5 Principles of Modern UX Design

“If the user can’t use it, it doesn’t work.” -Susan Dray

Daily digital interactions are increasing with each passing day. Marketers are flourishing and focusing on gaining the attention of users worldwide. It has never been more important to offer customers a frictionless, seamless digital experience which aligns with their everyday lives.

Users have now come to expect that they receive optimum user experiences. It is a basic requirement of every modern day consumer. It is paramount to clearly understand why consumers interact with your digital platforms and what their expectations are.

UX Design: What is UI / UX?

UX (User Experience) Designis a process of creating experiences which are personally relevant and meaningful.

Platforms which provide a great user experience are designed with many things in mind including the process of owning, acquiring and making it work.

Here are some statistics related to the importance of user experience design which highlight the significance:

  • Two-thirds of people prefer reading something beautifully designed rather than something plain, if given fifteen minutes of online consumption. Source
  • 39% of users will close down a website if images are taking way too long to load. Source
  • If the layout of a website is unattractive, 38% of people will stop interacting with it. Source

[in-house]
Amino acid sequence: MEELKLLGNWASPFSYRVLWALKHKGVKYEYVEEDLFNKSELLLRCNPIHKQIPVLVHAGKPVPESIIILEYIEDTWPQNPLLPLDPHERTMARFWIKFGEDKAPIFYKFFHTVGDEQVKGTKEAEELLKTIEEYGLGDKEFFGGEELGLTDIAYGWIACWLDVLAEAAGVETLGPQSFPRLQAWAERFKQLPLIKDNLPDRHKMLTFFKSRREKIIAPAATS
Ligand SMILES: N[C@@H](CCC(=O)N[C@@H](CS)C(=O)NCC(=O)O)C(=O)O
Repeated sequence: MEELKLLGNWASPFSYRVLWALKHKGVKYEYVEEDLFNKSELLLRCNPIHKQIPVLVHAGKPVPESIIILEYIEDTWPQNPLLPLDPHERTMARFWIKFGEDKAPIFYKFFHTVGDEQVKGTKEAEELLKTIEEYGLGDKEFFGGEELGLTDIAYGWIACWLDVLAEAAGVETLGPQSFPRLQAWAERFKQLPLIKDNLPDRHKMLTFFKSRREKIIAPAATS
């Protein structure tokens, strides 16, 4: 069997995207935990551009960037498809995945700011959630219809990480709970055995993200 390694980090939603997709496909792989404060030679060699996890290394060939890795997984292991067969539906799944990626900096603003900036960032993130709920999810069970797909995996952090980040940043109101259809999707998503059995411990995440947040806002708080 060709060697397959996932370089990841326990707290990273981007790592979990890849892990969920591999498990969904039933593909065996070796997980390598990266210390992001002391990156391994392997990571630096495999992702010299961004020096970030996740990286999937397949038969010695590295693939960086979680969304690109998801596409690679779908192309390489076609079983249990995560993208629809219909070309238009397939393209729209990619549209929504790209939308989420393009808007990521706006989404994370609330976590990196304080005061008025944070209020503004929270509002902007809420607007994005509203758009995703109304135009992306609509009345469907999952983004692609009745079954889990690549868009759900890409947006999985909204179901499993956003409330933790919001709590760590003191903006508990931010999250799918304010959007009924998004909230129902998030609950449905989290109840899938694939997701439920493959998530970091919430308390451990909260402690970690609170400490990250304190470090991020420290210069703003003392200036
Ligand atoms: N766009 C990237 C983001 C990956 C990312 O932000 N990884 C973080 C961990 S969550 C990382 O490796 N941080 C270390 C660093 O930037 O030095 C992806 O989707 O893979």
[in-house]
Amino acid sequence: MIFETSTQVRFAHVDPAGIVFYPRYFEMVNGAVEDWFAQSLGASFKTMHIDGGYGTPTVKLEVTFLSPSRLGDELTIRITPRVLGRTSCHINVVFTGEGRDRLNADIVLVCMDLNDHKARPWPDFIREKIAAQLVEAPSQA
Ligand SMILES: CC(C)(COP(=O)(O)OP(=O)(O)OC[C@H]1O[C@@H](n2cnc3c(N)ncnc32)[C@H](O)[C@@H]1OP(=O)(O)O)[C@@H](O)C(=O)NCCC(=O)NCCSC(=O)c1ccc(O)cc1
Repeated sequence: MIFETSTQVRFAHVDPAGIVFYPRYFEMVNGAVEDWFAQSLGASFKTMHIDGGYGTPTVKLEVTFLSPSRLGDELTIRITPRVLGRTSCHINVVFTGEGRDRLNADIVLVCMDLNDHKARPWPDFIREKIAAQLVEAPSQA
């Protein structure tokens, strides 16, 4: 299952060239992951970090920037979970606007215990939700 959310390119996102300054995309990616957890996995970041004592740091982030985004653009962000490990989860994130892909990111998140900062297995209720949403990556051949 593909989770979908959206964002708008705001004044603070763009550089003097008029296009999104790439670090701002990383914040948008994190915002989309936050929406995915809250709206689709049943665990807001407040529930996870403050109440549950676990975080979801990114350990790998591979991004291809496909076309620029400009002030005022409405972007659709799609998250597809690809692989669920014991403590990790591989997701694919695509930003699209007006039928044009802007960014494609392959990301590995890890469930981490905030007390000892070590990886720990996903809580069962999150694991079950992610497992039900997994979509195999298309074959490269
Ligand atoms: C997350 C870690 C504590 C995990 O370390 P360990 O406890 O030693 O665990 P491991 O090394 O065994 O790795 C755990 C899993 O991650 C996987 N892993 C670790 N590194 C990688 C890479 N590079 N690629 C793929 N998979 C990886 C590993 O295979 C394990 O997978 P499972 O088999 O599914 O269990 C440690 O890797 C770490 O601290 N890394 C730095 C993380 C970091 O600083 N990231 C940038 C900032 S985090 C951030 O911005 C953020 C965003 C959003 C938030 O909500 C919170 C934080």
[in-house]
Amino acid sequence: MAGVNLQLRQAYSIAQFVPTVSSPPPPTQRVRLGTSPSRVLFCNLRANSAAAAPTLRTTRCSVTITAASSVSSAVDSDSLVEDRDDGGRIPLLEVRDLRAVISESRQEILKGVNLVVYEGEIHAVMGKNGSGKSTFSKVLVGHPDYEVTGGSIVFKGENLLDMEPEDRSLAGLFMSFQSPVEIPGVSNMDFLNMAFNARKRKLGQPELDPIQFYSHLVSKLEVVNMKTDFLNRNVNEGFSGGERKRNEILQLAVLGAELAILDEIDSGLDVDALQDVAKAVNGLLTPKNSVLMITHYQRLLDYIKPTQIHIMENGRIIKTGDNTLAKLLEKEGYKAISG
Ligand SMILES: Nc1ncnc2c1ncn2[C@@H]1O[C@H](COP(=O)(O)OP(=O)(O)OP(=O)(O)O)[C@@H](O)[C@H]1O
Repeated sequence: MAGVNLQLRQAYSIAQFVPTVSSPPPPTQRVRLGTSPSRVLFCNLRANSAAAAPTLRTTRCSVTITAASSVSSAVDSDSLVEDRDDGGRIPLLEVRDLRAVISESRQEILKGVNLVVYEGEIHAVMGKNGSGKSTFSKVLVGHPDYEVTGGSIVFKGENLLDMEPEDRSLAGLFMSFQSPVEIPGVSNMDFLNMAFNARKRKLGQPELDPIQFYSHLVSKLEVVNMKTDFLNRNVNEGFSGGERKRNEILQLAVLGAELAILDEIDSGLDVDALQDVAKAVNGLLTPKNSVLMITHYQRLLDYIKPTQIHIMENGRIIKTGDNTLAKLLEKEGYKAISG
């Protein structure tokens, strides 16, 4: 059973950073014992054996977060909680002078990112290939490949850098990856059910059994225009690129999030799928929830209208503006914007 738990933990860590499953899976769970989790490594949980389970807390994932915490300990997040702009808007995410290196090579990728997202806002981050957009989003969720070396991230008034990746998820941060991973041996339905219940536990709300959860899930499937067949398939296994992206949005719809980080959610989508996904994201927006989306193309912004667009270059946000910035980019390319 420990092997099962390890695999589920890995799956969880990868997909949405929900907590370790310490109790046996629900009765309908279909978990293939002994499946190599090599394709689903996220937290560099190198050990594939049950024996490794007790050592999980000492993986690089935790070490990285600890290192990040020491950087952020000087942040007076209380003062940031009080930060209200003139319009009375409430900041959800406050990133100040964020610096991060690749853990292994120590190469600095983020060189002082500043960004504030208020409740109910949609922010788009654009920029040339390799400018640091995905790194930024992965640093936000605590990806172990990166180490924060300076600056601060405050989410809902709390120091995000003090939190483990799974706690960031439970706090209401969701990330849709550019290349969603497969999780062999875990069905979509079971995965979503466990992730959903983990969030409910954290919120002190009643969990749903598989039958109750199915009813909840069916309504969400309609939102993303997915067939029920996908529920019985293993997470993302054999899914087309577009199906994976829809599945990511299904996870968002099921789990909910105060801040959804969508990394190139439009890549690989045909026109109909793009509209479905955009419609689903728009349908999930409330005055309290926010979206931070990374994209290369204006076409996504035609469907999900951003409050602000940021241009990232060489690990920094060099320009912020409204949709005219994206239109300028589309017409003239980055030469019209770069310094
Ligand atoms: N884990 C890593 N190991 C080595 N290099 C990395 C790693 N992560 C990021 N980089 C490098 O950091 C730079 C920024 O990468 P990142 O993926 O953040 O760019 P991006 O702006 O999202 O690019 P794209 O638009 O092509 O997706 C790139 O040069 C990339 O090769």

• If no contact information, like a phone number, is given, around 44% people will leave the website. Source

Principles of UX Design

Here are some core principles of UX design which are important to consider:

  1. Getting to know the user

“Design is not just what it looks like and feels like. Design is how it works.”– Steve Jobs

Understanding the target demographic of a particular design during itsinception is extremely significant for each product development venture; whether it’s a website or a mobile app. It is the main factor that decides how the product works as well as what the experience feels like.

Among the imperative user-related factors that may influence design process, the following characteristics must be unquestionably considered: age and gender of customers, circumstances in which they will utilize the product, objectives they need to accomplish utilizing the product (for example; for online shopping, or reading blog posts), and how frequently and during which time frame they will utilize it the most.

A decent UX Designer should start his work with a top to bottom examination of every one of these components and after that make an interpretation of them into the design venture.

 

  1. Keep it simple

Moderation has turned into the principle rule of planning and designing for the web and mobile devices. The term ‘moderation’ remains for an expansive idea including various perspectives which make the interface simple to design.

Such viewpoints incorporate, most importantly:

  • Straightforwardness of the design- how pertinent the design is to your business
  • Effortlessness or simplicity of the design process
  • Visual order- how appealing the design is